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Film Review: Five Night’s at Freddy’s

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This article is written by a student writer from the Her Campus at CWU chapter.

The Five Nights at Freddy’s movie was released on Peacock on October 26, 2023, and began its theatrical run a day later. Based on the popular series of horror games, Five Nights at Freddy’s brings the fictional pizza chain and haunted animatronics to a new medium. Read Anna Ward’s article “Things to Know Before Watching the New Five Nights at Freddy’s Movie” to learn more. My film review is coming from someone who was into the fan theories and lore of the video games. The first game came out almost ten years ago when I was in middle school. I followed along as players and video essayists dissected the new releases but fell off around when the VR game Help Wanted was released. For me, watching the Five Nights at Freddy’s was engaging with my adolescent interests.

When my friends and I arrived at the local theater, the trailers had already started, and the line was out the door. The movie drew in a diverse crowd. There were college students and older as well as middle school students and younger. Many were dressed as popular characters from the franchise, and others were just trying to stave off the cold. After twenty minutes, we reached the front of the line, got our tickets, and managed to get four seats next to each other. Because of our poor timing, we missed the first ten minutes of the movie, sitting down as the opening credits played. Apparently, we did not miss much, as the movie still made sense without that opening sequence.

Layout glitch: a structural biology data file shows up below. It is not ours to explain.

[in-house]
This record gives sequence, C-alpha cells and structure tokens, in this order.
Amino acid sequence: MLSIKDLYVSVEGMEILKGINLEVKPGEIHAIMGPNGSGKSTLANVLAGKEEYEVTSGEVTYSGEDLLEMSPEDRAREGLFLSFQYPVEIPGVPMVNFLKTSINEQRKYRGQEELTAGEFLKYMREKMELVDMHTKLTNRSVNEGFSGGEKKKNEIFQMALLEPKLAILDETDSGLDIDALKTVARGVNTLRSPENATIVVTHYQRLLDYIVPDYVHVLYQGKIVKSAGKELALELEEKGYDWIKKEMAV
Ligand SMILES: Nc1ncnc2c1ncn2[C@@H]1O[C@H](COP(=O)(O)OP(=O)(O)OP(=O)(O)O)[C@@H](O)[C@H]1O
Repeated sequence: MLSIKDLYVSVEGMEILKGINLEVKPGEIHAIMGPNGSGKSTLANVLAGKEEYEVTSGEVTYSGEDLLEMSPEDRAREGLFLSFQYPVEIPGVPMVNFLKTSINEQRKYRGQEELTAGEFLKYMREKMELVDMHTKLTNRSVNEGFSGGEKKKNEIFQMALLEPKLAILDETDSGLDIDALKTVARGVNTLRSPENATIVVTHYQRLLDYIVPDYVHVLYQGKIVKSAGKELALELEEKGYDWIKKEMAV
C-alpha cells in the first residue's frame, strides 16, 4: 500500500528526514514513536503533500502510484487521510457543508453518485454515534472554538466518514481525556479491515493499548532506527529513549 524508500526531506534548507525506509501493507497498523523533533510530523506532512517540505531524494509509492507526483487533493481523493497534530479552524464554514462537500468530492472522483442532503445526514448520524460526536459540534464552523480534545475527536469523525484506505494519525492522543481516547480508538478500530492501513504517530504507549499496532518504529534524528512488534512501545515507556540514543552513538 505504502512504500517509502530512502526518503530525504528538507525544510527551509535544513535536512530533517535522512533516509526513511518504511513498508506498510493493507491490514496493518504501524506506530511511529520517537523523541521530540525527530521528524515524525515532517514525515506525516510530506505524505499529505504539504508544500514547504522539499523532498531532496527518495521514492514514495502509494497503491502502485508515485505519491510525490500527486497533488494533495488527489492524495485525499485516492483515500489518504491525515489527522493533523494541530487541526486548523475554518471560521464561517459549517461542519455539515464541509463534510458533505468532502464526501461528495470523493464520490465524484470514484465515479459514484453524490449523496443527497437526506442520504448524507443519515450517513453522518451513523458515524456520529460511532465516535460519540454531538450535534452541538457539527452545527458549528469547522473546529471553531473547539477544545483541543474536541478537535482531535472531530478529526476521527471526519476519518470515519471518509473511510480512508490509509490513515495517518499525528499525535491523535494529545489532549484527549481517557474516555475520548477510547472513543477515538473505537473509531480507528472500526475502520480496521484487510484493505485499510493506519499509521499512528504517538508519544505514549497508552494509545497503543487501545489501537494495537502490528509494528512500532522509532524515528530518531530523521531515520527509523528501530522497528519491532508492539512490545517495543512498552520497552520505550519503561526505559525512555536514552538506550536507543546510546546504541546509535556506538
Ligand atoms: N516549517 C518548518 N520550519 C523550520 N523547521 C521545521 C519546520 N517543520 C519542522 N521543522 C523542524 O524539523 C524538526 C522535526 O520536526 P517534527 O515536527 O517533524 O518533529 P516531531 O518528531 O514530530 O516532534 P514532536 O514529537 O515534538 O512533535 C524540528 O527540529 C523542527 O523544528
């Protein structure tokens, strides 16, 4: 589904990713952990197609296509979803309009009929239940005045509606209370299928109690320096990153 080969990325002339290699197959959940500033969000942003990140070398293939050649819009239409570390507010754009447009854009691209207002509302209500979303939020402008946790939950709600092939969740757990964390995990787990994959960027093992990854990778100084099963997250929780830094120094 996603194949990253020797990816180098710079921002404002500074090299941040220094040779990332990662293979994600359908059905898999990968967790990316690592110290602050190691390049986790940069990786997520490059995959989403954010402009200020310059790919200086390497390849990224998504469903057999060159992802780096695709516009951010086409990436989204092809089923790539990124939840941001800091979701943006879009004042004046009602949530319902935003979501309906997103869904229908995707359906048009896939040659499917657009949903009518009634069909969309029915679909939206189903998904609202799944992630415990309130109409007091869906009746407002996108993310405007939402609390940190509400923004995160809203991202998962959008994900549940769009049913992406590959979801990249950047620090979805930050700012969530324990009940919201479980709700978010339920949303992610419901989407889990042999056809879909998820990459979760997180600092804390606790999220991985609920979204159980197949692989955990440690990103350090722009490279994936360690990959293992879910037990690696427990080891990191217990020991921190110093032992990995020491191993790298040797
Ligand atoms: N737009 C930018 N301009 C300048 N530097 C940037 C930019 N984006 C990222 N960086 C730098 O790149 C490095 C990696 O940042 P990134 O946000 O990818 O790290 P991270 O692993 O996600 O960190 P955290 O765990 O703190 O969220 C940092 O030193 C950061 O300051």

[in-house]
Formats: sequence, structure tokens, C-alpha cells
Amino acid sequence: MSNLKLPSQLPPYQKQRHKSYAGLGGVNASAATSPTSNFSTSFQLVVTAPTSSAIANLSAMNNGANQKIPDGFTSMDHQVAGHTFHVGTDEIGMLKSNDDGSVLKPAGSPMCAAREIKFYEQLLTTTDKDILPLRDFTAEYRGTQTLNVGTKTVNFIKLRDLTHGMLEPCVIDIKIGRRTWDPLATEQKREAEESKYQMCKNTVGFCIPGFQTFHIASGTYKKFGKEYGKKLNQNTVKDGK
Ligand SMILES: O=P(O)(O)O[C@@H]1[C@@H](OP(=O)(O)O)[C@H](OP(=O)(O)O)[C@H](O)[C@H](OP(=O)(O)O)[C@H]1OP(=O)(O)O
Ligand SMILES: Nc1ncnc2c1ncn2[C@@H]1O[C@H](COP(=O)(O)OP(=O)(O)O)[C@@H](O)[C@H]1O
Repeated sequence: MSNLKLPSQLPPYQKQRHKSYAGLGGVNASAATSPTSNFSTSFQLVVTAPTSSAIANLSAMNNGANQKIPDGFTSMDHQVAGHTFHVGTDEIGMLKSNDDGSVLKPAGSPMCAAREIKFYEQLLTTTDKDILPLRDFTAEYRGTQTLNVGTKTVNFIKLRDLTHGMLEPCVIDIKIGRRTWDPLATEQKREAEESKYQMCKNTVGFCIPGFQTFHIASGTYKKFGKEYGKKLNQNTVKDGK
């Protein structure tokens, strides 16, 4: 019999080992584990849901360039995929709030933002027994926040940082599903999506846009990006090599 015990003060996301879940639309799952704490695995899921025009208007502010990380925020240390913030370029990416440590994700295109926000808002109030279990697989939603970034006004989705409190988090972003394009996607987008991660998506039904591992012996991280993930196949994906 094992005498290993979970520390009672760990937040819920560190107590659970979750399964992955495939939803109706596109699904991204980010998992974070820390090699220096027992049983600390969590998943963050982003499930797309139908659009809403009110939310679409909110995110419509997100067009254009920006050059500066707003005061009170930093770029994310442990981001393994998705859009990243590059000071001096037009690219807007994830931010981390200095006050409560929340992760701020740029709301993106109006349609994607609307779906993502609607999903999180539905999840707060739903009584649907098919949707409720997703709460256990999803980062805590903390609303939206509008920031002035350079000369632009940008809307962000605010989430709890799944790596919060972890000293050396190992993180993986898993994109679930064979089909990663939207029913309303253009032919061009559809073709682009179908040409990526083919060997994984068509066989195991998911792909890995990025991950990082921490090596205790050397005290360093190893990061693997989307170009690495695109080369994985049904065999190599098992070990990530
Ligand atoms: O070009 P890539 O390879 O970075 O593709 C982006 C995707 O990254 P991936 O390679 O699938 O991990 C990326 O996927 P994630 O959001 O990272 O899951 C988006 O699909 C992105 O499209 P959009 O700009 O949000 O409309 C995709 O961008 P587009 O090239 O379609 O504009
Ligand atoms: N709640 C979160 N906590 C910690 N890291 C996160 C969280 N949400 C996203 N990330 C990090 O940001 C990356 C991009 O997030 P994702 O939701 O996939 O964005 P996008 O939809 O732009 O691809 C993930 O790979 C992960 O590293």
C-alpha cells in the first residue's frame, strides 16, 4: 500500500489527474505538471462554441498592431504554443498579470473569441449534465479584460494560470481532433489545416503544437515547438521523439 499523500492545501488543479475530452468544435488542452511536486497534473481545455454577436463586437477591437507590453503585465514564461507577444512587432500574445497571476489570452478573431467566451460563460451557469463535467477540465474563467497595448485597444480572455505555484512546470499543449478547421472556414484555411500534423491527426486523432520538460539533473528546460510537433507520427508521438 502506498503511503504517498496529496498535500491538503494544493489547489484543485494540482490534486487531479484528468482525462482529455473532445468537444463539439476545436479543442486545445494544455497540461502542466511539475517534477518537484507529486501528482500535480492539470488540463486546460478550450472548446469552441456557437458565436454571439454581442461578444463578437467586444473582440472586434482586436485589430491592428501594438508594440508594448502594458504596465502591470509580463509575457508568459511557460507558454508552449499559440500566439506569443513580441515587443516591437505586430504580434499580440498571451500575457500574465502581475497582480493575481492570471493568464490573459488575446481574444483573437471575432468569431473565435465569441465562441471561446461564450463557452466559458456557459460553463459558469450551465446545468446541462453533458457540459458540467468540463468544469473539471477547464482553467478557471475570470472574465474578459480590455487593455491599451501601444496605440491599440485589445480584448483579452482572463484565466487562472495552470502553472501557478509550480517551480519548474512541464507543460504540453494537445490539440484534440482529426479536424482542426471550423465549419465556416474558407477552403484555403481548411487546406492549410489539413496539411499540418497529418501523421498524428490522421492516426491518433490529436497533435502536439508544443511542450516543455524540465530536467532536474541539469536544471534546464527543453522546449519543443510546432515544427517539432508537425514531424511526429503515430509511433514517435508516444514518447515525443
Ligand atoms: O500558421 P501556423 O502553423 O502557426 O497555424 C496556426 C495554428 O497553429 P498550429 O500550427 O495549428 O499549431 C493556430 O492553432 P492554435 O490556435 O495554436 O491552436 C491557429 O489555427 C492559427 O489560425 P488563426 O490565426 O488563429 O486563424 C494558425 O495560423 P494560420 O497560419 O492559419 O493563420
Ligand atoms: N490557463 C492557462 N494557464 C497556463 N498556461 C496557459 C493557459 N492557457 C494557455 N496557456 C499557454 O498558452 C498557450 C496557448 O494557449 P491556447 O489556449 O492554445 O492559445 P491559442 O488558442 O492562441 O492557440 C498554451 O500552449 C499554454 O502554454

As one can tell from the trailers, the animatronics and set are incredible. Freddy, Bonnie, Foxy, and Chica are very faithful to their in-game appearances. The animatronics were made possible by collaborating with Jim Henson’s Creature Shop, with multiple puppeteers operating the suits. Their real-life mass makes their threat more tangible, and the way they lumber adds to their uncanniness. The animatronics roam Freddy Fazbear’s Pizzeria, which is a physical building constructed specifically for this film. Because of that, the setting has dimension, with multiple rooms and exits. Each set is fully fleshed out with furniture, knick-knacks and traces of human life from before the restaurant shut down. The multi-monitor security setup we frequently see the main character in is a loyal recreation of the security office from the first game. The peripheral rooms, such as the storage room, are dingy and eerie, with abandoned animatronics and cleaning supplies filling the space. Due to this film’s commitment to practical effects and fleshed-out environmental design, the Pizzeria is immersive and its inhabitants uncanny.

An aspect of the movie I did not expect from this movie was the mysterious cinematography. Five Nights at Freddy’s cinematographer is Lyn Moncrief, who has worked on Blumhouse Productions before and received awards for his work in The Sublime and Beautiful (2014) and Snowflake (2014). Some shots were claustrophobic or had the figure unnaturally centered, almost looking at the audience. When the main character was in a trance, the camerawork matched to add to the semi-lucid feeling. One shot took the point of view of Freddy Fazbear, showing how pathetic the main character is in comparison. These scenes also had intriguing lighting setups, from the neons and failing fluorescents of the Pizzeria, to the overcast haze of a forest. When the movie makes these interesting cinematographic choices, the tone of the scene is elevated.